A mismatch between funds and ambitions likely will force NASA to revise its commercial crew strategy and schedule in the future, according by an external safety advisory group.
NASA wants at least one of three commercial crew systems currently under development to begin flying missions to the international space station this decade. But Congress has not funded the program at the levels sought by the White House.
“For the last two years, the [Commercial Crew Program] appropriation has been approximately one half of the budget request,” the Aerospace Safety Advisory Panel (ASAP) said in its latest annual report. “We predict this planning-funding disconnect will again drive a change to acquisition strategy, schedule, and/or safety risk.”
The White House in February said it needed $850 million a year for the Commercial Crew Program, but Congress has since signaled a willingness to provide as much as $500 million a year. Under the continuing resolution funding federal activities for the first six months of 2013, the Commercial Crew Program is funded at a rate equivalent to $400 million per year.
In August NASA awarded a combined $1.1 billion in Space Act Agreements to three commercial crew hopefuls — Boeing, Sierra Nevada Corp. and Space Exploration Technologies Corp. — that covers design and development work for a two-year period. NASA says it cannot certify designs as safe under Space Act Agreements, and in December awarded the three companies so-called Certification Products Contracts worth $10 million each that allow NASA to enforce safety standards.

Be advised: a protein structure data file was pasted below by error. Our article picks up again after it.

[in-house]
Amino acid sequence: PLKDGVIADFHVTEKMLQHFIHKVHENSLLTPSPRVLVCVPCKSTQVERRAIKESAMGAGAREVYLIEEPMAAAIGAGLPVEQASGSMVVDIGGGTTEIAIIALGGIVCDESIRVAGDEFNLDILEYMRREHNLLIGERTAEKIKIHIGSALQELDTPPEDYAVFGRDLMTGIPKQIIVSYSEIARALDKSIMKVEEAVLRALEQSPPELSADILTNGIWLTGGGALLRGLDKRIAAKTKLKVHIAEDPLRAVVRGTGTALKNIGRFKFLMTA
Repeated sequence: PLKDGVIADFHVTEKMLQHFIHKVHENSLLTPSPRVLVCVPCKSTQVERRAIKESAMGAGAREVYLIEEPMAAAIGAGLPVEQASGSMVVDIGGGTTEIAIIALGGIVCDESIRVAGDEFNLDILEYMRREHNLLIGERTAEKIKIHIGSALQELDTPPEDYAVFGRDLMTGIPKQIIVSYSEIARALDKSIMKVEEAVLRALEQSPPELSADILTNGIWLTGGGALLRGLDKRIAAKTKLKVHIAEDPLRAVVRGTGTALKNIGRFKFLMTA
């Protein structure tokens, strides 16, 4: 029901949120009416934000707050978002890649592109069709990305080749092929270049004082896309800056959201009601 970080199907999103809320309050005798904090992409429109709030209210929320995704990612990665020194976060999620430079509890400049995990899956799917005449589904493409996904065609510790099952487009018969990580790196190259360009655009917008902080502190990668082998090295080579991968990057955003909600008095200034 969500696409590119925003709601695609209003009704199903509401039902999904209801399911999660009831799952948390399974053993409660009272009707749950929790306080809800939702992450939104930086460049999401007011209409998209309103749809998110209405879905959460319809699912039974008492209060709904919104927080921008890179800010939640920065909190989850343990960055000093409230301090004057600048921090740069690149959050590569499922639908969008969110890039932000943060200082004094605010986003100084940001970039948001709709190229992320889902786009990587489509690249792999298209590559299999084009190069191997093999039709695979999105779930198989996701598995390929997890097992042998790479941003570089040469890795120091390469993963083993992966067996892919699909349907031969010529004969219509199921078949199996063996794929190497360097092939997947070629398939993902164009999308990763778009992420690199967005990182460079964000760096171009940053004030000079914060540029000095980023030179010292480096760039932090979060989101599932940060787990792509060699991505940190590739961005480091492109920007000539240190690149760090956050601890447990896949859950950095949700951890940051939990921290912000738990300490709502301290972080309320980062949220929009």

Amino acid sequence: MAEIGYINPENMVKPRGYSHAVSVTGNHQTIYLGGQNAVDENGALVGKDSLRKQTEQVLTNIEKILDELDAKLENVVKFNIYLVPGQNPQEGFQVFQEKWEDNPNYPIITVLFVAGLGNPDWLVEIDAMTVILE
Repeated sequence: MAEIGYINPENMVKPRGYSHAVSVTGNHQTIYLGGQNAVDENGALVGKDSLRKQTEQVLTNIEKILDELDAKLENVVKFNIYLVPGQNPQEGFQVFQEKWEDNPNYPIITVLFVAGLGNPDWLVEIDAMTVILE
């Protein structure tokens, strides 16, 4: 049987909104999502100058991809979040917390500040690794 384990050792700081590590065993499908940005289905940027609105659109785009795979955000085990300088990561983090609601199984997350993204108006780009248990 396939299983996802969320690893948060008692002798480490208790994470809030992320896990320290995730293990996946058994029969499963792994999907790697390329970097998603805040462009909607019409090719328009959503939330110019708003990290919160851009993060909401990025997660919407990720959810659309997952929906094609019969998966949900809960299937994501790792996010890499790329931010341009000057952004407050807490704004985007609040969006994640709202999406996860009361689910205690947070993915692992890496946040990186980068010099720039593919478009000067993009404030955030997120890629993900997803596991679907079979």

However, NASA has left the door open for performing certification-related activities via optional milestones under the Space Act Agreements. All three companies have said they could perform orbital tests with non-NASA crews under these optional milestones, and that data gathered during these flights could be made available to the agency for certification purposes.
The ASAP was particularly concerned about using optional test-flight milestones in the Commercial Crew Program. Doing so “could yield two standards of safety — one reflecting NASA requirements, and one with a higher risk set of commercial requirements,” the panel said.
Asked via email if NASA planned to trigger the test-flight milestones under the Space Act Agreements, agency spokesman Trent Perrotto said only that “NASA is committed to launching American astronauts from U.S. soil as soon as possible and is working aggressively to accomplish this goal.”